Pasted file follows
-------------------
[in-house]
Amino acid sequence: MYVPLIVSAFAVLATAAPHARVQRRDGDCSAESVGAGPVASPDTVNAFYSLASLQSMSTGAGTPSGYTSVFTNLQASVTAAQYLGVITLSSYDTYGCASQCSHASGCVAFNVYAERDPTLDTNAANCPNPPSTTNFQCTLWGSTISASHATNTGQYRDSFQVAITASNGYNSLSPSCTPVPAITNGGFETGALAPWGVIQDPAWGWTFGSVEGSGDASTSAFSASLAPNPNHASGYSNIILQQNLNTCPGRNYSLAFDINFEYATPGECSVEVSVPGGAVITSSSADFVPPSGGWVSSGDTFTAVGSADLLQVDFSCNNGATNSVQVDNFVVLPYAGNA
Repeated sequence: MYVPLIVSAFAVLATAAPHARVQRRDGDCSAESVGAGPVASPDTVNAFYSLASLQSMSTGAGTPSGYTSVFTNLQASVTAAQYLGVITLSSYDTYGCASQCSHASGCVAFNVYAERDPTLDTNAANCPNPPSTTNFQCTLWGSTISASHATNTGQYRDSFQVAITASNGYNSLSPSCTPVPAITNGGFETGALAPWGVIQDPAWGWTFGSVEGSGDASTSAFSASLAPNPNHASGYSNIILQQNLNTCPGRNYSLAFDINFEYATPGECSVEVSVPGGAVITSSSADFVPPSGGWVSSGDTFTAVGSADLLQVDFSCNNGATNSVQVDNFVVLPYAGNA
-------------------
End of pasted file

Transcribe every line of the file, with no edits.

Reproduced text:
[in-house]
Amino acid sequence: MYVPLIVSAFAVLATAAPHARVQRRDGDCSAESVGAGPVASPDTVNAFYSLASLQSMSTGAGTPSGYTSVFTNLQASVTAAQYLGVITLSSYDTYGCASQCSHASGCVAFNVYAERDPTLDTNAANCPNPPSTTNFQCTLWGSTISASHATNTGQYRDSFQVAITASNGYNSLSPSCTPVPAITNGGFETGALAPWGVIQDPAWGWTFGSVEGSGDASTSAFSASLAPNPNHASGYSNIILQQNLNTCPGRNYSLAFDINFEYATPGECSVEVSVPGGAVITSSSADFVPPSGGWVSSGDTFTAVGSADLLQVDFSCNNGATNSVQVDNFVVLPYAGNA
Repeated sequence: MYVPLIVSAFAVLATAAPHARVQRRDGDCSAESVGAGPVASPDTVNAFYSLASLQSMSTGAGTPSGYTSVFTNLQASVTAAQYLGVITLSSYDTYGCASQCSHASGCVAFNVYAERDPTLDTNAANCPNPPSTTNFQCTLWGSTISASHATNTGQYRDSFQVAITASNGYNSLSPSCTPVPAITNGGFETGALAPWGVIQDPAWGWTFGSVEGSGDASTSAFSASLAPNPNHASGYSNIILQQNLNTCPGRNYSLAFDINFEYATPGECSVEVSVPGGAVITSSSADFVPPSGGWVSSGDTFTAVGSADLLQVDFSCNNGATNSVQVDNFVVLPYAGNA